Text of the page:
Before the cardiologist goes nuclear w/ stress #AHA17

Measuring troponin in CAD patients before embarking on stress testing may provide Read more

Virus hunting season open

Previously unknown viruses, identified by Winship + UCSF scientists, come from a patient with a melanoma that had metastasized to the Read more

#AHA17 highlight: cardiac pacemaker cells

Highlighting new research on engineering induced pacemaker cells from Hee Cheol Cho's Read more

LSD1

New insight into how brain cells die in Alzheimer’s and FTD

Removal of a regulatory gene called LSD1 in adult mice induces changes in gene activity that look unexpectedly like Alzheimer’s disease, scientists have discovered.

Researchers also discovered that LSD1 protein is perturbed in brain samples from humans with Alzheimer’s disease and frontotemporal dementia (FTD). Based on their findings in human patients and mice, the research team is proposing LSD1 as a central player in these neurodegenerative diseases and a drug target.

David Katz, PhD

The results were published Oct. 9 in Nature Communications.

In the brain, LSD1 (lysine specific histone demethylase 1) maintains silence among genes that are supposed to be turned off. When the researchers engineered mice that have the LSD1 gene snipped out in adulthood, the mice became cognitively impaired and paralyzed. Plenty of neurons were dying in the brains of LSD1-deleted mice, although other organs seemed fine. However, they lacked aggregated proteins in their brains, like those thought to drive Alzheimer’s disease and FTD.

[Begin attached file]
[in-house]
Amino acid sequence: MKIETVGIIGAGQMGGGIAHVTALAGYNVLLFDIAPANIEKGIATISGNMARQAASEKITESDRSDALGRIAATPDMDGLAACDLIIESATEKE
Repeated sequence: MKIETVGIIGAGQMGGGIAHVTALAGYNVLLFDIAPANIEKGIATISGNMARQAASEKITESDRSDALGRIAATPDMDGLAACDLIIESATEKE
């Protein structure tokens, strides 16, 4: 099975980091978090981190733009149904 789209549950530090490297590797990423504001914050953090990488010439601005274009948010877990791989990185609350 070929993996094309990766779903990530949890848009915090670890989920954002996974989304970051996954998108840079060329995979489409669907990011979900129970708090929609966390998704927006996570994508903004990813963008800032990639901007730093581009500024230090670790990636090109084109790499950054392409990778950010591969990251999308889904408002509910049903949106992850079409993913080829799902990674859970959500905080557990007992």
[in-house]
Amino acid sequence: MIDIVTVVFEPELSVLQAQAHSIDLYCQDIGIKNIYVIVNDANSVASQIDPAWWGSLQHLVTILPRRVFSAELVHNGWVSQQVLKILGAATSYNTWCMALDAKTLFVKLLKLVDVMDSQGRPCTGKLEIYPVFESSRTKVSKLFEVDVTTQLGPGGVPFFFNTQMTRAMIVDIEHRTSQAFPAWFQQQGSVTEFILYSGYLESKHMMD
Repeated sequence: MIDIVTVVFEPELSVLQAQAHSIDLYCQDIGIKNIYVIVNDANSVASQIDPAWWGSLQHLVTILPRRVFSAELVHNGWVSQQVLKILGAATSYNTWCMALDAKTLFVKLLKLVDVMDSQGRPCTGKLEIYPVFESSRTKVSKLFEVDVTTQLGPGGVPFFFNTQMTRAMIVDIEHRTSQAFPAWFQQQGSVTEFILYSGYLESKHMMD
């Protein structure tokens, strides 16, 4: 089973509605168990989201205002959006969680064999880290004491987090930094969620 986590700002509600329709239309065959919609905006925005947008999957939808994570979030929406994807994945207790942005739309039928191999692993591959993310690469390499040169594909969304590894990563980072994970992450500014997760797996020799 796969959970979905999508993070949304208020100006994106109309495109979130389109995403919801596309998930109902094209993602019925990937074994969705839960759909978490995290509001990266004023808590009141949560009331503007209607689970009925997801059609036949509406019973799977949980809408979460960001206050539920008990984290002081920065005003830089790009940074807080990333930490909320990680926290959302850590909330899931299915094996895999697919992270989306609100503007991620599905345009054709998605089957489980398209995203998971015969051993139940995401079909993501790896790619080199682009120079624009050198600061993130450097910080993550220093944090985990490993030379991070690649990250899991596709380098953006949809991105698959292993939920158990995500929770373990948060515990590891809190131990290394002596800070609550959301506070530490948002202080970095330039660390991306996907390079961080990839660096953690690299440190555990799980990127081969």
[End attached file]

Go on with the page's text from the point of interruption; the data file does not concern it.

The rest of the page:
“In these mice, we are skipping the aggregated proteins, which are usually thought of as the triggers of dementia, and going straight to the downstream effects,” says David Katz, PhD, assistant professor of cell biology at Emory University School of Medicine. Read more

Posted on by Quinn Eastman in Neuro Leave a comment

Worm collaboration w/Oglethorpe probes neurodegeneration

Emory cell biologist David Katz’s lab has facilitated a collaboration with our neighbors at Oglethorpe University, working with undergraduates on the worm C. elegans and contributing to Alzheimer’s/frontotemporal dementia research. A new article from Oglethorpe describes how C. elegans is ideal for undergraduate biology instruction. Check it out.  

In the photo: Oglethorpe student and Katz lab intern Caitlin May, Oglethorpe biology professor Karen Schmeichel, Elias Castro — also an Oglethorpe student and Katz lab intern, Katz lab postdoc Teresa Lee and David Katz.

Posted on by Quinn Eastman in Neuro Leave a comment